We expect Ghana’s inflation rate to keep rising till end of year – Prof. Bokpin
A lecturer of economics at the University of Ghana Business School, Prof. Godfred A. Bokpin has stated that the high inflation rate for the month of October is not shocking as expressed by many Ghanaians.
This, he explains, was not surprising because the conditions for higher inflation rates were glaring and waiting to burst out at the end of the month.
“It is not surprising, and I am saying it is not surprising because we have seen inflationary pressures becoming entrenched, broadening across food and non-food inflations and the expectation is that inflation will remain elevated until the end of the year.”
He cautioned that there were still hard times ahead and was worried that the situation will not get any better soon.
“If you look at the drivers of inflation now, it tells you the impact it has on households and the reason I say so is that between 42 percent and 44 percent of households expenditure in Ghana is on food so if food inflation is increasing at an increasing rate as we are seeing, then that should tell you the extent to which households are being impacted negatively.”
The year-on-year inflation rate as measured by the CPI was 40.4 percent for the month of October, as announced by the Government Statistician, Professor Samuel Kobina Annim.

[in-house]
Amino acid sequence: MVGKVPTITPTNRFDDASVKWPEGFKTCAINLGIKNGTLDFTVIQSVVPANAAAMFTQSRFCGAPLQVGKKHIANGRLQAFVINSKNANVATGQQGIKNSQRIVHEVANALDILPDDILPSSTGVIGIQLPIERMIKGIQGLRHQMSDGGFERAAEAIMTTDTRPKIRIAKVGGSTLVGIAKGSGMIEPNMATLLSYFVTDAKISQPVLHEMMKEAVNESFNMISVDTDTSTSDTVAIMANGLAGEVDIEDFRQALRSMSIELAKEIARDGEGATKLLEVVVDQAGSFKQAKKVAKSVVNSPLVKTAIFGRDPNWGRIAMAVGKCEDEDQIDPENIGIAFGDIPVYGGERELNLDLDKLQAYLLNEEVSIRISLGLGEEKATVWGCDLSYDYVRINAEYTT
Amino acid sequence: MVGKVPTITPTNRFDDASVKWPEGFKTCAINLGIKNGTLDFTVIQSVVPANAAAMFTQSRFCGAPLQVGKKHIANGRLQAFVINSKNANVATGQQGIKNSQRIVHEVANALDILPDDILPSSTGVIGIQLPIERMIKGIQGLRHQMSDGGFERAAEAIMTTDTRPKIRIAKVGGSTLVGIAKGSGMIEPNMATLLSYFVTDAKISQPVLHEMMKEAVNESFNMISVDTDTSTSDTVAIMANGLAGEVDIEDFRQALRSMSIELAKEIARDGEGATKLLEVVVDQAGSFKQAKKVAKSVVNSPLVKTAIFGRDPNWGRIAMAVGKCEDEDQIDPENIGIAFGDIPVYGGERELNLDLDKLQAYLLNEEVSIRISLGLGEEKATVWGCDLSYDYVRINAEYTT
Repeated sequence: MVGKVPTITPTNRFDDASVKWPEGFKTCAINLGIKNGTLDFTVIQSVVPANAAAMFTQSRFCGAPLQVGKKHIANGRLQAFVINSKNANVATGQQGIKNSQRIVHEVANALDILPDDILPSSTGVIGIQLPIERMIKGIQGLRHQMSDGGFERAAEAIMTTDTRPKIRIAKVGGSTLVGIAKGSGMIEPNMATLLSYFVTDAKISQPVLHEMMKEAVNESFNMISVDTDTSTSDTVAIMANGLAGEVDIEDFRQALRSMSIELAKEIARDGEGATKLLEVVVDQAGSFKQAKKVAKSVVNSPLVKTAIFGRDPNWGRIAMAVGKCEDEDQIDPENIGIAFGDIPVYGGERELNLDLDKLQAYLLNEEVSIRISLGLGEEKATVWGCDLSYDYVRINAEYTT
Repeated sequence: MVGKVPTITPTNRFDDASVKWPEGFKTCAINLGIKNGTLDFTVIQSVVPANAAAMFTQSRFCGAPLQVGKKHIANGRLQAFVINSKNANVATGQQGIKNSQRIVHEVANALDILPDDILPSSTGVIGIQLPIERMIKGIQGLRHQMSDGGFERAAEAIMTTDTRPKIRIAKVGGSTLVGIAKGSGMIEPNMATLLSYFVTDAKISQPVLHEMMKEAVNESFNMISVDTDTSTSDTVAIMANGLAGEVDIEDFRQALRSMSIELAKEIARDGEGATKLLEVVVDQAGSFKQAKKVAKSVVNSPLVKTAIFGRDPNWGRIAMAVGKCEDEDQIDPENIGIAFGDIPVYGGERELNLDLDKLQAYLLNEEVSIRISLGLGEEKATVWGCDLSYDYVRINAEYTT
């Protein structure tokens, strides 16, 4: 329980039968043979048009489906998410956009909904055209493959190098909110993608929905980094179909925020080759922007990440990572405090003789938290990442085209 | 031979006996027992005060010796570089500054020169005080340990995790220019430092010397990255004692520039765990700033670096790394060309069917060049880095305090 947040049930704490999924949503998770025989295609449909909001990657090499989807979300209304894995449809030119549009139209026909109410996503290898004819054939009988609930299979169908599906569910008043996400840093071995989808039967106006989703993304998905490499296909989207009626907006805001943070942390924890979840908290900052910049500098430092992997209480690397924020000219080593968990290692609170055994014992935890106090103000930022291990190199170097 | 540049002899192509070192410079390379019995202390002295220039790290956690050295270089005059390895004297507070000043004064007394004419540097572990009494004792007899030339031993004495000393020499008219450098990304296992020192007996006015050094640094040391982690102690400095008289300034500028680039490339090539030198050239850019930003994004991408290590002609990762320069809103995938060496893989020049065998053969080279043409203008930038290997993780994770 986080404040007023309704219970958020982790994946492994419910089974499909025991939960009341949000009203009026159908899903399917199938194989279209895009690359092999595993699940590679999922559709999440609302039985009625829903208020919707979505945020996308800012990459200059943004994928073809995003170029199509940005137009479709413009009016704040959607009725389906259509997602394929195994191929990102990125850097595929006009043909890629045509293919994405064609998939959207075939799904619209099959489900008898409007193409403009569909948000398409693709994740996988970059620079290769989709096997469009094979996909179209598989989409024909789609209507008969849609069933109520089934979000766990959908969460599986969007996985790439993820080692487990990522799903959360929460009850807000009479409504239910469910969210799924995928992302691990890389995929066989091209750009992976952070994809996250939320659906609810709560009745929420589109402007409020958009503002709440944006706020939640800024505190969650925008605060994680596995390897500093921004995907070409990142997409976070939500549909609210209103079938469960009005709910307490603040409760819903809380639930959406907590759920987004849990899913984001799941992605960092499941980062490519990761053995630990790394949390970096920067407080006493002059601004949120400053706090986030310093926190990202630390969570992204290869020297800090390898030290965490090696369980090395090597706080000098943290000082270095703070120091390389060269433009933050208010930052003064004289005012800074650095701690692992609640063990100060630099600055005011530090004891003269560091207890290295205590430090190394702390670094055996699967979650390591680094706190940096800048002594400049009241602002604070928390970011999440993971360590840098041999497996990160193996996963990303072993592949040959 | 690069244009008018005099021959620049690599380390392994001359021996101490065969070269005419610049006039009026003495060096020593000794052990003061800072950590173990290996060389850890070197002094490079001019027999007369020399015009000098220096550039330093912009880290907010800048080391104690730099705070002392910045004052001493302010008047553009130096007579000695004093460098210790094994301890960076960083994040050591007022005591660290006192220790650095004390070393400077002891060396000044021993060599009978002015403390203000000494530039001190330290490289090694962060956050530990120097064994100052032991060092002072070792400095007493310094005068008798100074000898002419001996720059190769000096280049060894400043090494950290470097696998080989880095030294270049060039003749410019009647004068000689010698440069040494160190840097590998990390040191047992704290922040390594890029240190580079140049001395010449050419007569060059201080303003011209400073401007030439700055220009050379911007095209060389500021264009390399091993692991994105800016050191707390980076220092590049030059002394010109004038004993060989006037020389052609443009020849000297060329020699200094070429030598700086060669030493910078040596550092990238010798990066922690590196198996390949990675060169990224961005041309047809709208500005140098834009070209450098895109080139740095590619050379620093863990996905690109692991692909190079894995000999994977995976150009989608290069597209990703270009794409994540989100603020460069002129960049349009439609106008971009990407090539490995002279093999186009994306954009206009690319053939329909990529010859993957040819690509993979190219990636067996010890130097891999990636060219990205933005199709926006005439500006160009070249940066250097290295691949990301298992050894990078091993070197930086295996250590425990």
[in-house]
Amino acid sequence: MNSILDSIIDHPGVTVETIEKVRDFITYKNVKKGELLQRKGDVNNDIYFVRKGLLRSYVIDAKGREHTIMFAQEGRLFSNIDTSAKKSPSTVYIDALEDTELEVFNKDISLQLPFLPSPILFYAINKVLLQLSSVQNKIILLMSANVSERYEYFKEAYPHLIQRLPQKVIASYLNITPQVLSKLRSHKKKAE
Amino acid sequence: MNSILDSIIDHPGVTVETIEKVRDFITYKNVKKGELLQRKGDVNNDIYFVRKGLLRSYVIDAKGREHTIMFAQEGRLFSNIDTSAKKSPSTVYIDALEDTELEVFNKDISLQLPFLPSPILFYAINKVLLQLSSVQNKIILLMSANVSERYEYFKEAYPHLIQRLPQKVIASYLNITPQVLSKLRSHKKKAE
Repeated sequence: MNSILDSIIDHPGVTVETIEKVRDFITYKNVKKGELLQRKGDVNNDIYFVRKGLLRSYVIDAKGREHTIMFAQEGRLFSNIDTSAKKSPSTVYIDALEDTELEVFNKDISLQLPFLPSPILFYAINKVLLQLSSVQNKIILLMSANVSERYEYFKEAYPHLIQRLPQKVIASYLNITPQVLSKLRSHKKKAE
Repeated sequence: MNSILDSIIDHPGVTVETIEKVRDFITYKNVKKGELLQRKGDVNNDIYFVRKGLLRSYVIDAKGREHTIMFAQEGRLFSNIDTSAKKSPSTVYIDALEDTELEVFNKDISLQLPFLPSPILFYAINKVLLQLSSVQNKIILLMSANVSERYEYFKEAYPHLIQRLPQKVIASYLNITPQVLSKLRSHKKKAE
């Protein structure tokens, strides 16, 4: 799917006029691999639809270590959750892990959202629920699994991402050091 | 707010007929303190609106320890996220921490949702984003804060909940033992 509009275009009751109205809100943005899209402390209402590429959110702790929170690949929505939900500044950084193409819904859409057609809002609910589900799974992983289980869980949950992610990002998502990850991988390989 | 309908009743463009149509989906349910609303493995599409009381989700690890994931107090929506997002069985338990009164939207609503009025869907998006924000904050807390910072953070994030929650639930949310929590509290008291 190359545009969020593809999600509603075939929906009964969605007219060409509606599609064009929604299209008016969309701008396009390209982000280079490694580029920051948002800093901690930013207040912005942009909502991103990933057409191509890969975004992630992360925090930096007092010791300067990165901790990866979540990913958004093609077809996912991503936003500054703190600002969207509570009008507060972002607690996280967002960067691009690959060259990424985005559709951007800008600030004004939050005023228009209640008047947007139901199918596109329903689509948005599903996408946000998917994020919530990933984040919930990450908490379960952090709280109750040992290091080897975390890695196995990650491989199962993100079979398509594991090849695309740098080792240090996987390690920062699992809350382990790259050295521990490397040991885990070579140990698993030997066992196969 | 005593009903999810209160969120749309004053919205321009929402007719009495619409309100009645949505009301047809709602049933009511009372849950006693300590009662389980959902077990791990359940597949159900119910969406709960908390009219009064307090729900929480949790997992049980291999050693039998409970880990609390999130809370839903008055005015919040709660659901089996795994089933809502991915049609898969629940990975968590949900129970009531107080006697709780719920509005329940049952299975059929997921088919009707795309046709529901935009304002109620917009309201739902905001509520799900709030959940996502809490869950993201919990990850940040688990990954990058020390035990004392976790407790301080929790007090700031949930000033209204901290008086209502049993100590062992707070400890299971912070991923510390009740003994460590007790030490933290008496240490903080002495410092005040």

Per the data, food and non-food inflation also rose to hit 43.7 percent and 37.8 percent respectively.
The Eastern Region recorded the highest inflation among the 16 regions of the country with inflation at 51.1 percent, with the Central Region recording the highest food inflation at 57. 9 percent.
He also added that the Covid-19 pandemic and the Russia-Ukraine conflict further exacerbated the situation, which significantly affected the purchasing power of many households across the country.
“The rising inflation significantly dwarfs the purchasing power of households because the country has moved from one crisis to the other, and the average household does not have a buffer to withstand the price shocks anymore and makes them [these households] vulnerable.”
He warned that the large volumes of importation that comes with the Christmas festivities must be reduced to help curb the inflation rate for the subsequent months.
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